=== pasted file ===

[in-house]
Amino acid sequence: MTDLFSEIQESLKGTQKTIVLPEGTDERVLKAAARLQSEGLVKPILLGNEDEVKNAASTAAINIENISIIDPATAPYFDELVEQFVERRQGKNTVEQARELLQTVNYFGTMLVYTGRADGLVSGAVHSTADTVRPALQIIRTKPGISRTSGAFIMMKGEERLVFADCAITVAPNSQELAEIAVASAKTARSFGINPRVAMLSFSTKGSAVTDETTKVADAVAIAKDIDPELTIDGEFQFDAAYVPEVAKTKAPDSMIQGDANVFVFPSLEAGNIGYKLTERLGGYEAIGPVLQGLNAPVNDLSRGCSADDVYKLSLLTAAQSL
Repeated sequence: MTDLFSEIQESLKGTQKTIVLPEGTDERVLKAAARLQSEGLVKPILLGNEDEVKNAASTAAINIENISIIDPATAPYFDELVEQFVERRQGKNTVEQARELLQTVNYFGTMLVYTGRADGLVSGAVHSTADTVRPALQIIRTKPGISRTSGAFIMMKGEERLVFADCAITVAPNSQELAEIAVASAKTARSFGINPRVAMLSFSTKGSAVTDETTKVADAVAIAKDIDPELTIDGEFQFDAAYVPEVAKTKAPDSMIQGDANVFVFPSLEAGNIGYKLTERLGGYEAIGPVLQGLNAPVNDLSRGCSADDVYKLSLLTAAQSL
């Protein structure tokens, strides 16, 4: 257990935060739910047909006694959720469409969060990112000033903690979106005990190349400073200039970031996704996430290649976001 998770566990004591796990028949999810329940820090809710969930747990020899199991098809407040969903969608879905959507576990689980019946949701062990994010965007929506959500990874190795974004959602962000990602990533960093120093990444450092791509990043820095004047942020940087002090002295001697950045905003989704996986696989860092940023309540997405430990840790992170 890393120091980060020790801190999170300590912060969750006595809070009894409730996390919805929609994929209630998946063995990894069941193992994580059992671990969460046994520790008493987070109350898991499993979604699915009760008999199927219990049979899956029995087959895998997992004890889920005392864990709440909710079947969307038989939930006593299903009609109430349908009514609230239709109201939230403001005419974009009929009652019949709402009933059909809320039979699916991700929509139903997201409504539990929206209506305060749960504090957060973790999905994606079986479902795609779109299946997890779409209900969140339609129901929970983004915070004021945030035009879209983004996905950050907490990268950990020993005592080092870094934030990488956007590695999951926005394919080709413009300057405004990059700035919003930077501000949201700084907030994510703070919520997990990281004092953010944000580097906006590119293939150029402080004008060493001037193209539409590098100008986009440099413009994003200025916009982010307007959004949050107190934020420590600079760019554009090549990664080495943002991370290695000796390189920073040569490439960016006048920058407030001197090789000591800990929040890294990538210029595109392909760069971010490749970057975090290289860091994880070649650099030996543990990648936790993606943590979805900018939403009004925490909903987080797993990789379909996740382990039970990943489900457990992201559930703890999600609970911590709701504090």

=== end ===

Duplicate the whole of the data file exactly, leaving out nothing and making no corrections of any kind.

[in-house]
Amino acid sequence: MTDLFSEIQESLKGTQKTIVLPEGTDERVLKAAARLQSEGLVKPILLGNEDEVKNAASTAAINIENISIIDPATAPYFDELVEQFVERRQGKNTVEQARELLQTVNYFGTMLVYTGRADGLVSGAVHSTADTVRPALQIIRTKPGISRTSGAFIMMKGEERLVFADCAITVAPNSQELAEIAVASAKTARSFGINPRVAMLSFSTKGSAVTDETTKVADAVAIAKDIDPELTIDGEFQFDAAYVPEVAKTKAPDSMIQGDANVFVFPSLEAGNIGYKLTERLGGYEAIGPVLQGLNAPVNDLSRGCSADDVYKLSLLTAAQSL
Repeated sequence: MTDLFSEIQESLKGTQKTIVLPEGTDERVLKAAARLQSEGLVKPILLGNEDEVKNAASTAAINIENISIIDPATAPYFDELVEQFVERRQGKNTVEQARELLQTVNYFGTMLVYTGRADGLVSGAVHSTADTVRPALQIIRTKPGISRTSGAFIMMKGEERLVFADCAITVAPNSQELAEIAVASAKTARSFGINPRVAMLSFSTKGSAVTDETTKVADAVAIAKDIDPELTIDGEFQFDAAYVPEVAKTKAPDSMIQGDANVFVFPSLEAGNIGYKLTERLGGYEAIGPVLQGLNAPVNDLSRGCSADDVYKLSLLTAAQSL
């Protein structure tokens, strides 16, 4: 257990935060739910047909006694959720469409969060990112000033903690979106005990190349400073200039970031996704996430290649976001 998770566990004591796990028949999810329940820090809710969930747990020899199991098809407040969903969608879905959507576990689980019946949701062990994010965007929506959500990874190795974004959602962000990602990533960093120093990444450092791509990043820095004047942020940087002090002295001697950045905003989704996986696989860092940023309540997405430990840790992170 890393120091980060020790801190999170300590912060969750006595809070009894409730996390919805929609994929209630998946063995990894069941193992994580059992671990969460046994520790008493987070109350898991499993979604699915009760008999199927219990049979899956029995087959895998997992004890889920005392864990709440909710079947969307038989939930006593299903009609109430349908009514609230239709109201939230403001005419974009009929009652019949709402009933059909809320039979699916991700929509139903997201409504539990929206209506305060749960504090957060973790999905994606079986479902795609779109299946997890779409209900969140339609129901929970983004915070004021945030035009879209983004996905950050907490990268950990020993005592080092870094934030990488956007590695999951926005394919080709413009300057405004990059700035919003930077501000949201700084907030994510703070919520997990990281004092953010944000580097906006590119293939150029402080004008060493001037193209539409590098100008986009440099413009994003200025916009982010307007959004949050107190934020420590600079760019554009090549990664080495943002991370290695000796390189920073040569490439960016006048920058407030001197090789000591800990929040890294990538210029595109392909760069971010490749970057975090290289860091994880070649650099030996543990990648936790993606943590979805900018939403009004925490909903987080797993990789379909996740382990039970990943489900457990992201559930703890999600609970911590709701504090």